How I Became a Mental Health Advocate + How You Can, Too

February 16, 2023
Alex Ang (she/her/hers) lives in Saint Paul, MN, and is a digital storyteller and mental health advocate. She is a content creator focused on life and literature at the intersection of mental health and wellness. On May 18th, 2022, Alex attended MTV Entertainment Group’s inaugural Mental Health Youth Action Forum at the White House as one of 30 mental health advocates and creators. Since then, she has been on a mission to highlight the importance of storytelling in mental health awareness. Alex now sits on the Youth Advisory Board for the National Alliance on Mental Illness (NAMI).
This story took place in United States

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In 2022, I was inspired to confront this idea of what being a mental health advocate meant. Growing up, I was conditioned to think that you needed just the right qualifications or opportunities on your resume to be considered one. Was I, an individual who had little to no experience with mental advocacy or recognition in the media, allowed to call myself a mental health advocate? The answer was yes.

The truth is, anyone can be an advocate. You might not think of yourself as an advocate, but in many ways you already are one. Think about it. If you’ve ever supported a cause, rallied for change, or expressed your views, by definition you are an advocate. But there’s an even simpler way to become an advocate that we tend to brush aside, and it starts with advocating for yourself.

I didn’t know it at the time but when I made the decision to go back to therapy in November of 2021, I was an advocate for my own mental health. It’s difficult to show compassion and kindness to others before you have given yourself the same care. Becoming an advocate for my own mental health gave me the tools I needed to advocate for others. By prioritizing my needs and learning to communicate them, I was supporting my overall well being. And when you support your own well being, you then have the capacity to support others.

The moment I started focusing on my well being, was the moment I started calling myself an advocate. As Atomic Habits author James Clear likes to remind us, “The ultimate form of intrinsic motivation is when a habit becomes a part of your identity.” Instead of wanting to be a type of person, we can accept that we already are that type of person. Battling the imposter syndrome was the hardest part but once I moved past that and identified with being an advocate, I opened myself up to a whole world of opportunities and possibilities.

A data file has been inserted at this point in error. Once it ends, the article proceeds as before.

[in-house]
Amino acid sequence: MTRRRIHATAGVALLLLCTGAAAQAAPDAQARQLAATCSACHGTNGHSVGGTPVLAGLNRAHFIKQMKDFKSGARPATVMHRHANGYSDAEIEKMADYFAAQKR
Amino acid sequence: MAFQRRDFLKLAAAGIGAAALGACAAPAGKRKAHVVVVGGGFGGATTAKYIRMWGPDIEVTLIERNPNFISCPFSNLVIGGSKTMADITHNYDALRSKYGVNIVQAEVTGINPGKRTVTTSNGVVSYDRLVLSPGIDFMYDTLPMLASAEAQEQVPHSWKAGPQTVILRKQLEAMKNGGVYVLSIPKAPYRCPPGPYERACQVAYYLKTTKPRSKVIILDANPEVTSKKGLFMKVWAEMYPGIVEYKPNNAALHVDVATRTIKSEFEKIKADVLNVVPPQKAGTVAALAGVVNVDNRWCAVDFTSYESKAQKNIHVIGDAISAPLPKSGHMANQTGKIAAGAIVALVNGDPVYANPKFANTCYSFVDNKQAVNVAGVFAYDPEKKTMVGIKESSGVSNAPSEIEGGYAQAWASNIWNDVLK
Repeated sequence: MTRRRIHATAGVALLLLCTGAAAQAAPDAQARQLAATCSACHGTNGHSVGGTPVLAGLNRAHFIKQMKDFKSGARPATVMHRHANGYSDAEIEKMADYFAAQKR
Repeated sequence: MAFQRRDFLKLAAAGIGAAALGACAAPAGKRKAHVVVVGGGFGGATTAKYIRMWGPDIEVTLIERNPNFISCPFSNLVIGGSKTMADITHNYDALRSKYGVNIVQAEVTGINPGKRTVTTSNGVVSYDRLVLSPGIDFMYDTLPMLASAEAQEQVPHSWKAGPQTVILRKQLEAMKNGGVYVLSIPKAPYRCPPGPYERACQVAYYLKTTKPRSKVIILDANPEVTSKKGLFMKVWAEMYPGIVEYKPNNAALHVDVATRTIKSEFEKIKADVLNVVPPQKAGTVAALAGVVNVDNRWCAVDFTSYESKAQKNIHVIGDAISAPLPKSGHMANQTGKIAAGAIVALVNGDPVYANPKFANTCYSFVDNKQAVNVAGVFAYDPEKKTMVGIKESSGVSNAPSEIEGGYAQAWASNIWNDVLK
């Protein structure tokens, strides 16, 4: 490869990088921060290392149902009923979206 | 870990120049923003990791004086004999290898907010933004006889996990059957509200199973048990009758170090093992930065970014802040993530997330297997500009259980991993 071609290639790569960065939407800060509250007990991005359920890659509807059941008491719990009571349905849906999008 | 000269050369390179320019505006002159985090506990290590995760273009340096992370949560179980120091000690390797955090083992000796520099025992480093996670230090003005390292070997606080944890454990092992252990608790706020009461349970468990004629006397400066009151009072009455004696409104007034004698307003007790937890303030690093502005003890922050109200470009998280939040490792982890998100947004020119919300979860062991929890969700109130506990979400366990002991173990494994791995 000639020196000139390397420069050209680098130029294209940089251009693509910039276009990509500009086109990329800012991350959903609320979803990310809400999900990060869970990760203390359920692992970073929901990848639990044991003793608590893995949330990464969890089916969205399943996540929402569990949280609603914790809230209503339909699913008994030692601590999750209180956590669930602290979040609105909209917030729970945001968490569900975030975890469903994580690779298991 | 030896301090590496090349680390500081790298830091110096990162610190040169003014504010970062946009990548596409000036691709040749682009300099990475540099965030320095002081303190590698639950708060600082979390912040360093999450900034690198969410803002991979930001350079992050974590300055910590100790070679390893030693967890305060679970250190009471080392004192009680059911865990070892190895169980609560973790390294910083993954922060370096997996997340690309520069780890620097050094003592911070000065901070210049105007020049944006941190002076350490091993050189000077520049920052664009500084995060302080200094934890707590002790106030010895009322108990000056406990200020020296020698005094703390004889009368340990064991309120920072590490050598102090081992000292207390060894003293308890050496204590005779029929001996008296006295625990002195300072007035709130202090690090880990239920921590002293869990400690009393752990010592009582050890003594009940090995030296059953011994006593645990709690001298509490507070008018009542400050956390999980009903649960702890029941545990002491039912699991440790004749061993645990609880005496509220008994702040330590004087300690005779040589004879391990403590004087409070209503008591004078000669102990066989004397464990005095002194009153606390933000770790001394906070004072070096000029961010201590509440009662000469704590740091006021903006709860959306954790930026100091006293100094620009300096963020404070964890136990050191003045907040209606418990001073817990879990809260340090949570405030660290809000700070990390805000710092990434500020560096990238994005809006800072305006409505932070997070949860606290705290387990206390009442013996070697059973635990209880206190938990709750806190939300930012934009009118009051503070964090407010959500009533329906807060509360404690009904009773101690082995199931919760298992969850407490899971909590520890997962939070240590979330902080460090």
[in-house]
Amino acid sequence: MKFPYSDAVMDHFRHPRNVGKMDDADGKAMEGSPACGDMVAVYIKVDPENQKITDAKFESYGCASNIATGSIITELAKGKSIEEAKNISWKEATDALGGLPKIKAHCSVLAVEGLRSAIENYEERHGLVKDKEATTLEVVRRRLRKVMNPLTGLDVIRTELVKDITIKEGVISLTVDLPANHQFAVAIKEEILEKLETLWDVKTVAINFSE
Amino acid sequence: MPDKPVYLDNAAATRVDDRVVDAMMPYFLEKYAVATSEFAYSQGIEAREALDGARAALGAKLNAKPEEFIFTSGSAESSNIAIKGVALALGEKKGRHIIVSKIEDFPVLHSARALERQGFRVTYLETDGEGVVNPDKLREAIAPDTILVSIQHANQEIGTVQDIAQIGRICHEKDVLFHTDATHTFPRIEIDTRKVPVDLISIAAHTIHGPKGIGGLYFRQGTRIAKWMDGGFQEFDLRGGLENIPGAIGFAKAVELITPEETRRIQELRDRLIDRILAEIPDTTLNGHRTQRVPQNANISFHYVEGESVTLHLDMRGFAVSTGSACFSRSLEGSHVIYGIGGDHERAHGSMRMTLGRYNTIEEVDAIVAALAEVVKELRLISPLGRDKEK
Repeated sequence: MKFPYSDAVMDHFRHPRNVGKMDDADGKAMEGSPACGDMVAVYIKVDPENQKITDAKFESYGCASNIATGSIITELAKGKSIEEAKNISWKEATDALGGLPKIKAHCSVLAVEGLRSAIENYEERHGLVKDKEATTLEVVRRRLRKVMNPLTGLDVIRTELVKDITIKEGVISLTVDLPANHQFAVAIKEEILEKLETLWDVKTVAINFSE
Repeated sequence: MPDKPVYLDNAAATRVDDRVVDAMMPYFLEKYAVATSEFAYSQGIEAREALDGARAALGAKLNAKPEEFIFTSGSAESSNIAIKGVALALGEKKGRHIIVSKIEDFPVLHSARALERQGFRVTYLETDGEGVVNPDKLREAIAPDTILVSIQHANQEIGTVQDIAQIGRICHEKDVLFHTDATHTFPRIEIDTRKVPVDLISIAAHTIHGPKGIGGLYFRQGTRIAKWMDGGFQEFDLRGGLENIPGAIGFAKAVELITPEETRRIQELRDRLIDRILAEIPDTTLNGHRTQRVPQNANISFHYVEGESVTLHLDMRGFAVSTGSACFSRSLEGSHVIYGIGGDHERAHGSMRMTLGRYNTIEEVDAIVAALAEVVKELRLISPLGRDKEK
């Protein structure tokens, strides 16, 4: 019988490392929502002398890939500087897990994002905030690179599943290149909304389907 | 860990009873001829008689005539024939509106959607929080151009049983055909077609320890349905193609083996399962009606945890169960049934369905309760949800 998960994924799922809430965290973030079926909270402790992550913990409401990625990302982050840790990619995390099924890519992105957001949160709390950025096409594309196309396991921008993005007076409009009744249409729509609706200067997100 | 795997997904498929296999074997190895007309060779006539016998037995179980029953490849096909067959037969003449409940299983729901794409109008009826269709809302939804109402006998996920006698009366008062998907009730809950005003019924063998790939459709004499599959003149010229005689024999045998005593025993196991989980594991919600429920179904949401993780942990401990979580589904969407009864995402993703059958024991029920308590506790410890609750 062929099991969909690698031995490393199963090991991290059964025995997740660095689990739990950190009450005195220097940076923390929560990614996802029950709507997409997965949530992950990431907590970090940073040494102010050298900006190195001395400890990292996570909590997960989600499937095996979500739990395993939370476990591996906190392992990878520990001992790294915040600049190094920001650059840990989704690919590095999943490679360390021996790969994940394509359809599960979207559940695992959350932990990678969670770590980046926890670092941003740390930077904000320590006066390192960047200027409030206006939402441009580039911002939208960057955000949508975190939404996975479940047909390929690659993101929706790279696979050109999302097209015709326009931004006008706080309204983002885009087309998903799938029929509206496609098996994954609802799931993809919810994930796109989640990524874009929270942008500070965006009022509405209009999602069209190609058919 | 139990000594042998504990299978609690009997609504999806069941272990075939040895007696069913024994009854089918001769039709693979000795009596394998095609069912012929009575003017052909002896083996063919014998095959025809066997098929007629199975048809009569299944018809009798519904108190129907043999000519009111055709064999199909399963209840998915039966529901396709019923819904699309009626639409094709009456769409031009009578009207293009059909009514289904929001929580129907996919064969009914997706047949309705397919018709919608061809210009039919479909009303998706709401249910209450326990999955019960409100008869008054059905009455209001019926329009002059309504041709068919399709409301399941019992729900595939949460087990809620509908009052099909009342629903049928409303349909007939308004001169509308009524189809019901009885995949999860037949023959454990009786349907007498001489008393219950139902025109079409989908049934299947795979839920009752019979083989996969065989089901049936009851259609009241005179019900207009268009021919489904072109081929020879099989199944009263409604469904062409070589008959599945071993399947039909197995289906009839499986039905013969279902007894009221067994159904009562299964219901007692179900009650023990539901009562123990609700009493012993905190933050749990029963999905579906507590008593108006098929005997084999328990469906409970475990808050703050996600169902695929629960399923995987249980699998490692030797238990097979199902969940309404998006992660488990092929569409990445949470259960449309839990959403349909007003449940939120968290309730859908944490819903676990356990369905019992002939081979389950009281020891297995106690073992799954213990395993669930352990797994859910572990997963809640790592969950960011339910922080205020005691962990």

This new identity as an advocate gave me the confidence to apply to be one of 30 mental health creators and advocates to attend the inaugural Mental Health Youth Action Forum at the White House, led by MTV Entertainment. And to my utter disbelief, I was told a few months later that I was selected as one of the 30. Again, I confronted my definition of being an advocate in this experience, as I met so many talented and recognized young leaders who were surely more qualified than I was. I had to remind myself that everyone’s advocacy was personal to their own lives and just because I had no direct experience and no papers to show for it didn’t make me any less of an advocate.

This year, I will continue advocating for youth mental health as an advisor to the National Alliance on Mental Illness (NAMI), as a 2023 NAMI Next Gen Youth Advisor. I won’t lie and say that imposter syndrome doesn’t exist for me anymore because it is there and it is very real. But part of advocating for yourself means constantly believing in yourself.

Being an advocate starts with YOU. Advocacy is compassion and bravery, not just towards the issues that you care most about, but most importantly to yourself. Give yourself grace to call yourself an advocate. You are an advocate if you advocate for yourself, and it’s never too late to leverage that identity to begin work in your communities and with organizations.

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